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The Croatina Grape


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About Croatina

(Synonyms: Bonarda, Bonarda di Rovescala, Crovattina, Crovettina, Crovattino, Nebbiolo di Gattinara, Neretto, Spanna di Ghemme, Spanna-Nebbiolo, Uga del Zio, Uva Vermiglia)

Background

Map showing the Lombardy region of Italy

Croatina is a red-wine grape originating in Italy, where it is today grown in several regions, primarily Lombadry, but also including the Emilia Romagna, the Piedmont, and even the Veneto (where small amounts are allowed in Amarone). As “Oltrepò Pavese Bonarda” from the Lombardy, it can be a monovarietal, and must in any event be at least 85% Croatina; it can also appear as a monovarietal in Piemontese wines—as “Colli Tortonesi” (usually but not always 100%), “Cisterna d’Asti” (80% - 100%), or “Colline Novaresi Croatina” or “Coste della Sesia Croatina” (85% - 100%); in the various other Italian blends in which it occurs, the percentage is lower, often fairly small. (Its ultimate origin is probably, as the name suggests, Croatia, but Italy is where it is now established.)

(The use of the name “Bonarda”—as in a couple of our recommendations farther below—can be quite confusing; Croatina has no relation to the Bonarda grown in South America—which is also called Charbono or Douce Noir—nor to Bonarda Piemontese, which is yet another different grape. There will be a quiz in the morning.)

The wines from Croatina are generally described as dark in color, fruity, and (as Jancis Robinson puts it), “with a certain bite” to them. Sources seem to differ on its ageworthiness, some saying it can benefit from bottle aging, others that it is intended to be drunk young; chances are that it depends on the particular bottling (riserva wines are aged 24 months minimum, and are probably the more likely candidates for further cellaring). Comparisons with Dolcetto are sometimes made. Croatina is as yet a minor player on the world stage, but it can make some quite satisfactory wines and is well worth attention.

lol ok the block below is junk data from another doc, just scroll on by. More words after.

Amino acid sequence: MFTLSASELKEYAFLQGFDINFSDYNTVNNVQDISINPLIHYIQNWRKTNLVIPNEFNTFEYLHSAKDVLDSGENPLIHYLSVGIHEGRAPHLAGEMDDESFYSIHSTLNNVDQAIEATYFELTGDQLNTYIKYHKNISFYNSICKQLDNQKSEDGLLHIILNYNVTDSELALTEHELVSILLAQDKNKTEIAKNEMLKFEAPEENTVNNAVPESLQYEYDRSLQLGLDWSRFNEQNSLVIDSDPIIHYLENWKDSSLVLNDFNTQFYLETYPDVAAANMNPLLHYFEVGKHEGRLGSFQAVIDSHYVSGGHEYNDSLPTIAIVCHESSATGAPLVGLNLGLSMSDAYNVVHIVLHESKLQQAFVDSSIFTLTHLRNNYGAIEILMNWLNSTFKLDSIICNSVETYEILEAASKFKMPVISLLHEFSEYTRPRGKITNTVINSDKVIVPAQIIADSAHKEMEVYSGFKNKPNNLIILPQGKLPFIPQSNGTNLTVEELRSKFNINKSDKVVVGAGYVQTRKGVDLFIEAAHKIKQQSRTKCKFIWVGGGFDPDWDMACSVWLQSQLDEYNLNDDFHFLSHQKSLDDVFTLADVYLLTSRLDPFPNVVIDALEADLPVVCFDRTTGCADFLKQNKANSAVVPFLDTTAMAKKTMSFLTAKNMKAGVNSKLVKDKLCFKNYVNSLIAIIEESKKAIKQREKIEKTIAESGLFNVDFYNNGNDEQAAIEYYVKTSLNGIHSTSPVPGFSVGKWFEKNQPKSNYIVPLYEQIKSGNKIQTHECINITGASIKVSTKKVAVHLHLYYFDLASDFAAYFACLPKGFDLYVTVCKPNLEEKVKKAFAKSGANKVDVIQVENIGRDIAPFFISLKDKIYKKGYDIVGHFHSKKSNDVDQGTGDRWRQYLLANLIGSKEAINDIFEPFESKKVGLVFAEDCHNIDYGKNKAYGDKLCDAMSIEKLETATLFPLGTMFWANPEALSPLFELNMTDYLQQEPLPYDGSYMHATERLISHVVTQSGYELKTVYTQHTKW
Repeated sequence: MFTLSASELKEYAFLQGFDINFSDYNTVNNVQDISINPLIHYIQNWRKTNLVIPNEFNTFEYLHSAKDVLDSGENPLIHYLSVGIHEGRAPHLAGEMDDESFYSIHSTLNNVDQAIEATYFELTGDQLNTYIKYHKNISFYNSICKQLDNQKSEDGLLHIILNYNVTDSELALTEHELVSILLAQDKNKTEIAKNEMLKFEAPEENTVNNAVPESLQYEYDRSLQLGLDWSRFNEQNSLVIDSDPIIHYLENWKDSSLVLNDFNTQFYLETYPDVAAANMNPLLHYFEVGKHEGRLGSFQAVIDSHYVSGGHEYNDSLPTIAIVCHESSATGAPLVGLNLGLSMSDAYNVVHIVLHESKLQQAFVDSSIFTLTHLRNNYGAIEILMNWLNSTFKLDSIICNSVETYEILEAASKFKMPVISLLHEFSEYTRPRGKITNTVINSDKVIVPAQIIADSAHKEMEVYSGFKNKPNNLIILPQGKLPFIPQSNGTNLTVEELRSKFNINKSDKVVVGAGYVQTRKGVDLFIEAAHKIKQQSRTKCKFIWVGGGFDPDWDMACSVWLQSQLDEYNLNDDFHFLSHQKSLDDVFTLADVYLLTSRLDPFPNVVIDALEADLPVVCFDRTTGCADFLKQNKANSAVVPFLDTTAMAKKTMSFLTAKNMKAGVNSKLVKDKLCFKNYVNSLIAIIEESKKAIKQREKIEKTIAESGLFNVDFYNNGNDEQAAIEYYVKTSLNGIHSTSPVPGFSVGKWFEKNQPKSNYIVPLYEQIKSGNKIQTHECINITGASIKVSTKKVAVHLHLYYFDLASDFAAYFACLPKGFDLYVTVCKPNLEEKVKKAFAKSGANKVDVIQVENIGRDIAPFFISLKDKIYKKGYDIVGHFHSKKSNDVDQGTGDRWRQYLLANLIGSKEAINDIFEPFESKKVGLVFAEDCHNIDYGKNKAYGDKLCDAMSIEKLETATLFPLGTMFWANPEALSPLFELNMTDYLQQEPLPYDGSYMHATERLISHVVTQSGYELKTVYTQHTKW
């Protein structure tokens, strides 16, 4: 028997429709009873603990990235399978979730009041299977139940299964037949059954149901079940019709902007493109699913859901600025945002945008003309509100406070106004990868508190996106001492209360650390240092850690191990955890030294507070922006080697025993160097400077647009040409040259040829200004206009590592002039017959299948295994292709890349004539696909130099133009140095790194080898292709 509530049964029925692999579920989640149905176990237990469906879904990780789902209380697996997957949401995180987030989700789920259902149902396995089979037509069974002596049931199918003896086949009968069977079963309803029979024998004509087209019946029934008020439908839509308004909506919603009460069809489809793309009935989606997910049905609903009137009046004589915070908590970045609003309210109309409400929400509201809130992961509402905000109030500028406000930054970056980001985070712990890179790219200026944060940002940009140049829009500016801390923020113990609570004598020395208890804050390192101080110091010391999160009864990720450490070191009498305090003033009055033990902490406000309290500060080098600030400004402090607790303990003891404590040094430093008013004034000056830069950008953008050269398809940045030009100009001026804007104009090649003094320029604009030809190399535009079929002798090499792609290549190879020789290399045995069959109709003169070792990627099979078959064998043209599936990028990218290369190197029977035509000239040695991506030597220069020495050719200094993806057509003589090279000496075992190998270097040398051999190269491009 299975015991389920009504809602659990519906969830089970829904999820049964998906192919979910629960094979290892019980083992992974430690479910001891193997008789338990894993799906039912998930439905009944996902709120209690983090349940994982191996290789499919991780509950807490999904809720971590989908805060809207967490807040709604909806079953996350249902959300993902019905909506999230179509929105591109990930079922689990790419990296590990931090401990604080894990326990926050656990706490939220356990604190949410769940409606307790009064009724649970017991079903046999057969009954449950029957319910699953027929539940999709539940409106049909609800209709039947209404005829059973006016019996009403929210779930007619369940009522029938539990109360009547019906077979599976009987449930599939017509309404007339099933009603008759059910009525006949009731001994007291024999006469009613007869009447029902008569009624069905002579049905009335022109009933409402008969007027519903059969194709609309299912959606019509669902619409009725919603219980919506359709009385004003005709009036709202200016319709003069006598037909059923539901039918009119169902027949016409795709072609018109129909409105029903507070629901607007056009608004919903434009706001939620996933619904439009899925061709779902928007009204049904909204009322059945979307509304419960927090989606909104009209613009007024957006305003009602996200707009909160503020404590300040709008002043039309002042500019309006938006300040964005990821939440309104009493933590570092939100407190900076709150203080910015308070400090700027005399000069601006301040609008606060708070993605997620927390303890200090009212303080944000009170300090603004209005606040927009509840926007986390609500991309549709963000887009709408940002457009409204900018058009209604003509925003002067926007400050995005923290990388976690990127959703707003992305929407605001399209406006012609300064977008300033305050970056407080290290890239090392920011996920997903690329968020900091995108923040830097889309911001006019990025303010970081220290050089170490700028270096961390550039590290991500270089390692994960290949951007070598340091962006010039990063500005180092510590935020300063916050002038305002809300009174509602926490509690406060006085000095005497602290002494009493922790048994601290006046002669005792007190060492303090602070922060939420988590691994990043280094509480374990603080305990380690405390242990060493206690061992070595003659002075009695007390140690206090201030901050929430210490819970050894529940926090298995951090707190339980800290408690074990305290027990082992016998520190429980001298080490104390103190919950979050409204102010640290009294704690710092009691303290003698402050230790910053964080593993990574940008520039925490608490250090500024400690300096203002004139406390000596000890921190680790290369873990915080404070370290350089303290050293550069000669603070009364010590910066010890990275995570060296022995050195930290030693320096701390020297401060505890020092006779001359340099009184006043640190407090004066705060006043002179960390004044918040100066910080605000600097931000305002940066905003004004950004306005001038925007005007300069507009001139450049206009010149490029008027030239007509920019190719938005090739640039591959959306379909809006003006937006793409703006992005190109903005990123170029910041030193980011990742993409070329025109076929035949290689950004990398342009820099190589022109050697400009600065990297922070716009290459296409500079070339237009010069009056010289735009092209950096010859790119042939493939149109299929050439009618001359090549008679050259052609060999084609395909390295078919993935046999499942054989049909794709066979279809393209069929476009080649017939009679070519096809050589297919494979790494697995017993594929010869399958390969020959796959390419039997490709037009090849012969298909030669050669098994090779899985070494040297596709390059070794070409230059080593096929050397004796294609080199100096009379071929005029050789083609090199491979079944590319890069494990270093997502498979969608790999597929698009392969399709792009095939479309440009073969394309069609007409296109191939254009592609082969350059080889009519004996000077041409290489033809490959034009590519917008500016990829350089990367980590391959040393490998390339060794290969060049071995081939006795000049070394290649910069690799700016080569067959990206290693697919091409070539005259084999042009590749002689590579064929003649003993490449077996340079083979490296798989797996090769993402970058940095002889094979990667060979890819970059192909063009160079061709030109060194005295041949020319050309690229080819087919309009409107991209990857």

Note that some Croatina wines are vinified somewhat off-dry, and even frizzante (sparkling); examine any potential purchase with care to avoid surprises.

Factoid: Croatia is also the probable source of such distinctively "Italian" wines as Primitivo (Zinfandel), the path from Croatia to northern Italy being relatively short.

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Some Descriptions of Croatina Wines

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Some Croatinas to Try

(About this list.)

While Croatina wines are not exactly scarce on the market, the offerings—at least according to the leading wine-search engines—comprise a good variety of makers each of whose wines is available at a very limited number of retailers (usually just one is shown). In fact, we could only locate three in our price range that seem available at more than a single retailer, and those we present below; but if you keep an eye open when wine shopping, or ask in well-run wine shops, you can probably locate a bottle or two to try. There are also few writeups of these wines, since Croatina is not [yet] well-known outside Italy; but, since the reviews that are out there are rather enthusiastic, it looks like this is a good varietal awaiting discovery. Be a pioneer!


Davide Carlone Croatina

• This wine’s Wine Searcher “Tasting Notes” page.
• This wine’s CellarTracker review pages.
• Retail offers of this wine listed by Wine Searcher
• Retail offers of this wine listed by 1000 Corks



Castello di Luzzano Bonarda
(Don’t confuse this wine with their like-named “Carlino” bottling, listed below.)

• This wine’s Wine Searcher “Tasting Notes” page.
• This wine’s CellarTracker review pages.
• Retail offers of this wine listed by Wine Searcher
• Retail offers of this wine listed by 1000 Corks



Castello di Luzzano “Carlino” Bonarda
(Don’t confuse this wine with their plain Bonarda bottling, listed above.)

• This wine’s Wine Searcher “Tasting Notes” page.
• This wine’s CellarTracker review pages.
• Retail offers of this wine listed by Wine Searcher
• Retail offers of this wine listed by 1000 Corks

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For a Splurge

According to critic ratings and scores, there are no readily available Croatinas any better than those on the list above.

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This page was last modified on Monday, 23 March 2020, at 3:52 pm Pacific Time.